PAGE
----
"FAST-PACED . . . PIERCY BREATHES LIFE INTO THE ACTUAL HISTORICAL FIGURES WHO SHAPED THE REVOLUTION."
San Francisco Examiner & Chronicle
In her most splendid, thought-provoking novel yet, Marge Piercy brings to vibrant life three women who play prominent roles in the tumultuous, bloody French Revolutionas well as their more famous male counterparts.
Defiantly independent Claire Lacombe tests her theory: if men can make things happen, perhaps women can too. . . . Manon Philipon finds she has a talent for politicsalbeit as the ghostwriter of her husband's speeches. . . . And Pauline Léon knows one thing for certain: the women must apply the pressure or their male colleagues will let them starve. While illuminating the lives of Robespierre, Danton, and Condorcet, Piercy also opens to us the minds and hearts of women who change their world, live their idealsand are prepared to die for them.
"MASTERFUL . . . PIERCY BRINGS THE BLOOD AND GUTS, THE IDEAS AND PASSIONS, OF THE REVOLUTION TO LIFE."
The Women's Review of Books
"PIERCY'S STORYTELLING POWERS CAPTURE THE TURBULENCE AND EXCITEMENT OF [THIS] LIBERATING ERA."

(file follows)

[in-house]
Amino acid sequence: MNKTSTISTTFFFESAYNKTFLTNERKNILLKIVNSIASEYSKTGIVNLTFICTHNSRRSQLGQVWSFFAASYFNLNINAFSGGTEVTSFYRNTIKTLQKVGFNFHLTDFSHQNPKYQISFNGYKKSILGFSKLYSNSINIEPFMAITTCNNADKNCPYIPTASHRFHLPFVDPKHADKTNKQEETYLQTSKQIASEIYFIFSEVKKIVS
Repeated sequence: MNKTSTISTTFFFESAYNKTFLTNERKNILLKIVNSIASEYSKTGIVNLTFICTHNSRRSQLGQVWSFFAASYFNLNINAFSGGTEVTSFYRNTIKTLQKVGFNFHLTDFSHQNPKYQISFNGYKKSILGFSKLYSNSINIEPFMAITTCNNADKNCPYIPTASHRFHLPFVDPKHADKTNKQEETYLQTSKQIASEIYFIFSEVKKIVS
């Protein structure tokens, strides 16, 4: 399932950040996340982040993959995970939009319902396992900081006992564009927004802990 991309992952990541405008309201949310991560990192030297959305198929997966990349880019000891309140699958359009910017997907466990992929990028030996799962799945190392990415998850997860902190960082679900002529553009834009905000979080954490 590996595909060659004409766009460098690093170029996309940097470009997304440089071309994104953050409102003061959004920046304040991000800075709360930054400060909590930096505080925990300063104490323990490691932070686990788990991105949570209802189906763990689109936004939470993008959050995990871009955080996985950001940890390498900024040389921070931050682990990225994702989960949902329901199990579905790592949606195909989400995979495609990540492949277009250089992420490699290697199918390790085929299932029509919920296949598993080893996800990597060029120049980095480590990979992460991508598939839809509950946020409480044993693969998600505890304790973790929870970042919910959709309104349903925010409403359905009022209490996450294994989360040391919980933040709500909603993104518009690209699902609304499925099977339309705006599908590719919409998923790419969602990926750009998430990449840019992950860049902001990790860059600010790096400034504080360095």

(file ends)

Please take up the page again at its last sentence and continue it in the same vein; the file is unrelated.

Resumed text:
The Boston Herald
Depicting the experiences of three brave women, Piercy (Gone to Soldiers) explores the human reality of the French Revolution, bringing to life the immense role women played in bringing down the monarchy. Claire Lacombe escapes the grinding poverty of her youth by becoming an actress in a traveling troupe. Beautiful and filled with the determination that can be forged by enduring hardship, she becomes an inspiring symbol as she dares to participate in pivotal events. Manon Philipon, a jeweler's daughter, idolizes Rousseau and the life of the mind. Marrying an austere government bureaucrat, she learns that she has an innate grasp of politics. Pauline Lon, the owner of a chocolate shop, is galvanized when she witnesses the executions of poor people rioting for bread. Their three stories are deftly braided with the lives of three menthe incorruptible Robespierre, the opportunistic Danton and Nicolas Caritat, an academician trying to walk the high wire between old and new. Men may be necessary to drive the plot, but women are its engine. It is women who take to the streets looking for "justice, bread and freedom," and who win concessions on issues like divorce and inheritance rights. Piercy skillfully juxtaposes the political debates, painfully slow reforms and bloody confrontations against the ironies and absurdities of everyday life. Since the novel offers multiple perspectives, events sometimes overlap and readers must pay close attention to the dates listed with chapter headings. This is a minor obstacle, however, in a novel that adds fresh, powerfully grounding perspective to accepted historical fact. QPB featured alternate. (Nov.)